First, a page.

I hope this email finds all of you healthy and well.
2020 has been quite a whirlwind for everyone without a shadow of a doubt. It was also the year I decided to run for Miami Dade State Attorney. The phrase “how oft go astray the plans of mice and men” rings so true. While I deeply wanted to serve my community in this way, life had other plans.
After the election ended on August 18, I was offered, and accepted, the position of Director of Policy and Programs at the Center for the Administration of Justice at Florida International University. I will be working on prosecutorial reform and other criminal justice issues nationally as well as globally. It’s really exciting!
In the meantime, it’s all about November. We are constantly being reminded how elections have far reaching consequences. With the passing of Justice Ruth Bader Ginsberg, we are seeing her reliably progressive voice being replaced by someone who is the exact polar opposite of her values. I wrote about Justice Ginsberg’s legacy in the Miami Times; see more here.
But in more positive news, I’m thrilled that someone who is a true trailblazer and role model for women of color – Kamala Harris – be on the ticket this November! It would be amazing to see her as the first female Vice President, and the first African American Vice President in our history! After going through a grueling campaign for eight months, I feel a special kinship with her. We faced similar criticisms, including having our “Black card” tested. Long time readers of the blog know how I feel about Senator Harris – but if you need a refresher, here are some of the pieces I’ve written about her work over the years.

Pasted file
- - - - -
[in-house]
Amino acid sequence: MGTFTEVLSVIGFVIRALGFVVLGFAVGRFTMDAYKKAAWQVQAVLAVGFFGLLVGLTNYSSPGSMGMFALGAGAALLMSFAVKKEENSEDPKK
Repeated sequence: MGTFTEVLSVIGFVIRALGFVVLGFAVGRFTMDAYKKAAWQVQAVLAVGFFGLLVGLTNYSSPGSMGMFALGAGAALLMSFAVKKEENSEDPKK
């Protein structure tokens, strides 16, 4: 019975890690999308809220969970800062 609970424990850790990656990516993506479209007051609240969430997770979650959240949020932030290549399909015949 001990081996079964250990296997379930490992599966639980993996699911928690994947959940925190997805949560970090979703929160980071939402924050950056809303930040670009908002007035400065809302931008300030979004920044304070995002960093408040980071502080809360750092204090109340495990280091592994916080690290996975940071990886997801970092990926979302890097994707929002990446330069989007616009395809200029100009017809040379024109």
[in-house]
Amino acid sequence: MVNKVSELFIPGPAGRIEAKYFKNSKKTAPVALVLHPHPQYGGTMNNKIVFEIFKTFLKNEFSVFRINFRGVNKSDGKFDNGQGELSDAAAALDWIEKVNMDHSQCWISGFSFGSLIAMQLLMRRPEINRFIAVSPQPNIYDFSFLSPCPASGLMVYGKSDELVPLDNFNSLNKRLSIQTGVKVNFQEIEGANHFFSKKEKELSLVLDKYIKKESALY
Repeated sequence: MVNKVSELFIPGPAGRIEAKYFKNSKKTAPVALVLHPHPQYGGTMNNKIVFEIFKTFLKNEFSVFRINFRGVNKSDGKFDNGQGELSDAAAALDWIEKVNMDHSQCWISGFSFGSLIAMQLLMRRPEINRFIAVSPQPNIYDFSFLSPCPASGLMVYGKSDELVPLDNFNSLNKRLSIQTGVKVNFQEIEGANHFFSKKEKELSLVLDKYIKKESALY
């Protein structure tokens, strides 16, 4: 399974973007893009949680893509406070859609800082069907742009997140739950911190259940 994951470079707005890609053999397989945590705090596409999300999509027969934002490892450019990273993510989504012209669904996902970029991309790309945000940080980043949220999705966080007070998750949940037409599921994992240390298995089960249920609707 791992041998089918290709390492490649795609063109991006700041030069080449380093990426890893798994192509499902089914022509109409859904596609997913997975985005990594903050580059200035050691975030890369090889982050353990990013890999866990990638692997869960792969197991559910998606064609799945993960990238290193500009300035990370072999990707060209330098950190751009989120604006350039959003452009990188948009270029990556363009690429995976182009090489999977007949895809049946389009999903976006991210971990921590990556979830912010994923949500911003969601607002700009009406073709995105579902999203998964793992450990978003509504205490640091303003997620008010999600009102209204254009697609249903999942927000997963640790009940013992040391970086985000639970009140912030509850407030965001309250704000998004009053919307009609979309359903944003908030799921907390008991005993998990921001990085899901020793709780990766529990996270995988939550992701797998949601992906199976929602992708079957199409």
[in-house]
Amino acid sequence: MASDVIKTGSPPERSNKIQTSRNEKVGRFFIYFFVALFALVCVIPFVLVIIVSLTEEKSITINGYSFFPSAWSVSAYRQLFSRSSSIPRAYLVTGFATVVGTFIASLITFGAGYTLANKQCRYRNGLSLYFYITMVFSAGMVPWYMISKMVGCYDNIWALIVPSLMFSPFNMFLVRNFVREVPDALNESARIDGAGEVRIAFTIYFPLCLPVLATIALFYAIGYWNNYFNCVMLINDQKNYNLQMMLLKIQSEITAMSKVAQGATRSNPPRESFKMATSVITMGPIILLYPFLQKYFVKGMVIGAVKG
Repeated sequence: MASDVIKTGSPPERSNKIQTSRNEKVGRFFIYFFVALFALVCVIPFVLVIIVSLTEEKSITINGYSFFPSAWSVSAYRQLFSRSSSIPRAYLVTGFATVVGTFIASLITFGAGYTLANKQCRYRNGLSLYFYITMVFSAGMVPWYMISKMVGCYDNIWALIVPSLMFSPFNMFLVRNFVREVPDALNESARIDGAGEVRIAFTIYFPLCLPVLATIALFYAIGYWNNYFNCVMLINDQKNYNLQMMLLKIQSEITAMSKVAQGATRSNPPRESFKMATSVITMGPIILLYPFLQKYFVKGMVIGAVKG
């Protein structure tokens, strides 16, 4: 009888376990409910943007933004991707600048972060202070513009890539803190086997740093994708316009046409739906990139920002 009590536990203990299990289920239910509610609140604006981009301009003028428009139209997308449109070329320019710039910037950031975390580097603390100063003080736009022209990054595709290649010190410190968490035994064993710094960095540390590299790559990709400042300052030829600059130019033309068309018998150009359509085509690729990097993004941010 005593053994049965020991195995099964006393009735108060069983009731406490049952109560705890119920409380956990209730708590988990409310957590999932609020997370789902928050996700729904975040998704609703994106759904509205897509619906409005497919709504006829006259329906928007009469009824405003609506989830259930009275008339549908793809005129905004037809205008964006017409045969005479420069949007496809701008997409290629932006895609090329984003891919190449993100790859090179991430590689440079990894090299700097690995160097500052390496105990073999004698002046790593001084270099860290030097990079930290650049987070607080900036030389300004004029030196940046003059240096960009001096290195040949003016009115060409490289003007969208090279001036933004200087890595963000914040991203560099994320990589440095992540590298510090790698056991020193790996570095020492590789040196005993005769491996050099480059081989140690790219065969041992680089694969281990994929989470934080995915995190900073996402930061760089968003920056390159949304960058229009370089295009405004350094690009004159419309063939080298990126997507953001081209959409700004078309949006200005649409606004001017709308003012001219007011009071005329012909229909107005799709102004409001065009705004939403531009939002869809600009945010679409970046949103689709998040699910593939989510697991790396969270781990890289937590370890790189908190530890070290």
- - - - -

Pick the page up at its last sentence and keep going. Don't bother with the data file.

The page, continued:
As the year winds down, I will be looking for new ways to engage with everyone and give you the content you want to see! Please sound off in the comments – what would you like on RLD? More videos? Personal reflections? More legal analysis? Let me know!
Mondays With Melba continue weekly! Every Monday at 6pm, I discuss current events, politics and the law. Please go to either Facebook or IGTV to catch up on past episodes. Recent topics include how to vote safely, amendments on the Florida ballot, and legal analysis of the Breonna Taylor case. I’ll be adding more videos to the blog in the future too!
Since then, Kamala ran for President, but was unsuccessful in making it to the primary stage. In the early days of her campaign, I wrote an article in the Root that went viral about the case for maintaining an open mind about her record as a prosecutor. One thing is for sure — people either love her or hate her. I often wonder why Senator Amy Klobucher is not facing the same brutal treatment that Kamala received about her past. Not that I advocate for tearing folks down, but if it is really about records and nothing else, there should be equal levels of scrutiny.
But that’s a post for another day.
While unfortunate, it was a joy to see Senator Harris dancing with her staff as her presidential campaign ended. It was a vision of grace and resilience in the face of intense disappointment; and generosity in attempting to lift the spirits of folks who worked so hard for the dream.
Thank you Senator Kamala Harris for continuing to be a Legal Diva of Color by blazing trials, and challenging us to do better daily!
Although the campaign trail has been absolutely insane, I could not let the month of February go without my “Legal Divas of Color” feature! Every Black History Month, I feature trailblazing female attorneys of color who laid the foundation for us to succeed. Today, I’m featuring Pamela Carter, who was the first African American woman elected to be a state attorney general in the nation!